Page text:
What kind of wheat crop might you get if you seeded in February or March?
One that’s not half bad, if the preliminary results of a recent federal research study are any indication.
“How can you get a little more yield? Well, you can put it in the ground a little bit earlier,” said University of Alberta PhD candidate Graham Collier, who was involved with the study.
“If you look at seeding rate studies, most of the time the best yield comes from that earlier seeding date. And we have the opportunity to seed a lot earlier.”
Collier’s research was birthed in a winter wheat-breeding program, which essentially created “spring-type winter wheats” by crossing Norstar — a popular winter wheat variety — with Bergen, a CPRS wheat variety. Several of the spring lines from that cross had better cold tolerance than some winter wheat varieties. So a team led by Ag Canada researcher Brian Beres decided to see how far they could push their seeding dates without sacrificing yield.
“We are going in early, and we are trying to stress these plants,” Collier said at the recent Cereals Innovation Symposium in Red Deer.
Of course, there’s an obvious potential downside.
“The risks are obvious — the loss of your crop stand early because of freezing. It’s going to cost you to go in and reseed again,” he said.
“But there are an awful lot of benefits, too.”
Water and weeds
And they aren’t limited strictly to potential yield increases.
Ultra-early seeding allows plants to capture early-season moisture and take advantage of a longer vegetative growth period. It would also give producers more time by enlarging both the seeding and harvest windows, improve weed competition, and reduce the risk of pest and disease infestations.
However, all that is moot if the crop freezes out.
“We have something here, but what we need to do is figure out how we can best use it in Western Canada,” said Collier. “We need to optimize the system.”
To that end, researchers seeded plots in Edmonton, Lethbridge, Swift Current, and Fort St. John based on “trigger temperatures” — 0, 2, 4, 6, 8, and 10 C — rather than seeding by date.
They monitored soil temperatures at the same time every day, and once the soil hit the trigger for the first time, the plot was seeded.
“Our goal with soil temperature triggers is to standardize the conditions when we’re seeding,” said Collier. “Though the time is going to be different every single year, hopefully the conditions will be the same.”
They were surprised how early they got into the fields.
“In Lethbridge in 2015, our first seeding date was March 6. In 2016, we seeded on Feb. 16 (although) 2016 was probably the earliest spring I can remember.”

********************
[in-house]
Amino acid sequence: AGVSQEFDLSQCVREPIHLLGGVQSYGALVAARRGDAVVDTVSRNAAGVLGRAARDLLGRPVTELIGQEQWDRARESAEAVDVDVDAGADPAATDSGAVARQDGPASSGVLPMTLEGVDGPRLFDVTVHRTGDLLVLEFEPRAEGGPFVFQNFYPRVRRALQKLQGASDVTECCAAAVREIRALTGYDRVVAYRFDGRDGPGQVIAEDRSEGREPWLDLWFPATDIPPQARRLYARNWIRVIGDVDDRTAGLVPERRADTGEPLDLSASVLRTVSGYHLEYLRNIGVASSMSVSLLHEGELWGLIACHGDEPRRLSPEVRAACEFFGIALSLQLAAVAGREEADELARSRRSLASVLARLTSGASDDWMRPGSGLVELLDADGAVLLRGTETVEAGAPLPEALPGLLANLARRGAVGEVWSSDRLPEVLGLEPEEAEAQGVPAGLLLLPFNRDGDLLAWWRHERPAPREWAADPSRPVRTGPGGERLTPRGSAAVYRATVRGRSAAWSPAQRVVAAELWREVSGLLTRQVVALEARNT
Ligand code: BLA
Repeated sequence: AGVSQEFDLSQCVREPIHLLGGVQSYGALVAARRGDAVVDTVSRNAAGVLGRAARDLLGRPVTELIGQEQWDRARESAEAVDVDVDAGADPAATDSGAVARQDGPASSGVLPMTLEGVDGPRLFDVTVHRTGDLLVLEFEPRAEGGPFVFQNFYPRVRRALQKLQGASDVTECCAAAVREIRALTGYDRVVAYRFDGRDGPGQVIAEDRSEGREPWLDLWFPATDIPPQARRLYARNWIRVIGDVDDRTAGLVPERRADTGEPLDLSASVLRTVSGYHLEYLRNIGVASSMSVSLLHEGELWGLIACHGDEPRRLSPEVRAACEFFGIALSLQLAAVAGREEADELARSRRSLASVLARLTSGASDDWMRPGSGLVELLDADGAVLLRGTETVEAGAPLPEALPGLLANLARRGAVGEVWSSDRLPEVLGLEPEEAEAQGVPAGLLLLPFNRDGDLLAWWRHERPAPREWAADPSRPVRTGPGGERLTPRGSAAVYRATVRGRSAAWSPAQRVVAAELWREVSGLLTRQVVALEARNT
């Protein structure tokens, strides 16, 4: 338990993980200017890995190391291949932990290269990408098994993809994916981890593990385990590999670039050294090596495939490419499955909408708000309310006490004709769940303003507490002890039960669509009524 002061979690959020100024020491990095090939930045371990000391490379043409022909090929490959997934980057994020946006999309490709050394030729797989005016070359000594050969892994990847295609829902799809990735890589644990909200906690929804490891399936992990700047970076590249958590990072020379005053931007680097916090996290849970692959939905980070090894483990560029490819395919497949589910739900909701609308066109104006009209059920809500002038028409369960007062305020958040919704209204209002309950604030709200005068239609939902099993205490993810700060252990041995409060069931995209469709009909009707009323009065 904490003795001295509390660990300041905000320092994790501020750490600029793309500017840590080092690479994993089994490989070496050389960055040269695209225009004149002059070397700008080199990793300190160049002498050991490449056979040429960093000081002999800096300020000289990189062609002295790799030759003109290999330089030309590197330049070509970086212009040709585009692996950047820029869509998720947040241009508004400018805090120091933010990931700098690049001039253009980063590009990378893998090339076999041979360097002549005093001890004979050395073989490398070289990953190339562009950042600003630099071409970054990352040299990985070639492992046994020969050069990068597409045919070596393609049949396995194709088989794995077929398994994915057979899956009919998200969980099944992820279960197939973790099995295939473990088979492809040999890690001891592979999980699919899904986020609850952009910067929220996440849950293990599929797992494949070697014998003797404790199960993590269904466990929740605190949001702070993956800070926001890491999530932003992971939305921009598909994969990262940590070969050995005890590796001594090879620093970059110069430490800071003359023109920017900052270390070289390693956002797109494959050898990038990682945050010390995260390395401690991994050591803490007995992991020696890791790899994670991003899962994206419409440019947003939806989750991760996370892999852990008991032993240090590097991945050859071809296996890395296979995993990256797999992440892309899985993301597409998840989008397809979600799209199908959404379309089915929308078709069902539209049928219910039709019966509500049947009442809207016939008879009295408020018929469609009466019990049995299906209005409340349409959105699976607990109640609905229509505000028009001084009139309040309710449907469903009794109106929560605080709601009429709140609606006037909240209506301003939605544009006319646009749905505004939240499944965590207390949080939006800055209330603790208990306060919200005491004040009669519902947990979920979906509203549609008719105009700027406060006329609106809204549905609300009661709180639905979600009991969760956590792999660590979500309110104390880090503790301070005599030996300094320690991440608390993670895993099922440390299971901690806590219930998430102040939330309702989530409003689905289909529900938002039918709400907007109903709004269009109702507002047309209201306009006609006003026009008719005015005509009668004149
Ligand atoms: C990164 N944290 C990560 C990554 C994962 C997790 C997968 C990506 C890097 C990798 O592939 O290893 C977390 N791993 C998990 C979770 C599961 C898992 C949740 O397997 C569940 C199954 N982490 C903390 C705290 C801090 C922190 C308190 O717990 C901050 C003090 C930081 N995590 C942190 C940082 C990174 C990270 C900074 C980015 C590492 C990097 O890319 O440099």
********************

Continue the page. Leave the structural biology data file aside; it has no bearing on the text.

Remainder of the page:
Edmonton was a little later both years, but researchers were still able to seed super early — April 9 in 2015 and March 29 in 2016.
The typical recommended soil temperature for seeding spring wheat is no lower than 4 C, with 20 C being optimal. But yield wasn’t affected by the low seeding temperatures, even when the crop was planted into 0 C soil.
“By seeding ultra early, we didn’t cause a yield decrease,” said Collier. “Ultra-early seeding didn’t cost us any yield. It worked out all right.”
And perhaps more surprisingly, AC Stettler — a spring wheat variety used as a check — performed just as well as the cold-tolerant wheats.
“We were a little caught off guard when Stettler did as well as it did. We expected there to be a benefit to those cold-tolerant genetics.
“The fact that there isn’t makes this system a lot easier for us to switch to. If we don’t have to have a specialized variety to do this, we’re on the road already.”
But there is still plenty of work to do before producers start rolling out ultra-early seeding on their own operations.
“We can go and seed early, but that’s not a huge help unless we know what the heck we need to do to be successful,” said Collier, cautioning the results from this research are very preliminary.
“We have our proof of concept done. But what we want to build is seeding rate and depth recommendations, weed management strategies, nitrogen source and timing recommendations, and a selection tool so we can start using current varieties in this system.
“Hopefully there’s something to this and we can come up with a recommendation strategy from it.”
Collier expects that a full management package should be available by 2020, and in the meantime, farmers can begin planning for the day when they’re seeding their wheat on a frosty February morning.
“You’d probably be pretty nervous going out and seeding on Feb. 16 — I’m not going to suggest that anyone go out and do that at this point,” said Collier. “And I’m definitely not going to suggest that everyone should put all their wheat production in, in the first week of March.
“But if you start picking fields on your farm that are conducive to getting in early, you can start to try it in the near future.”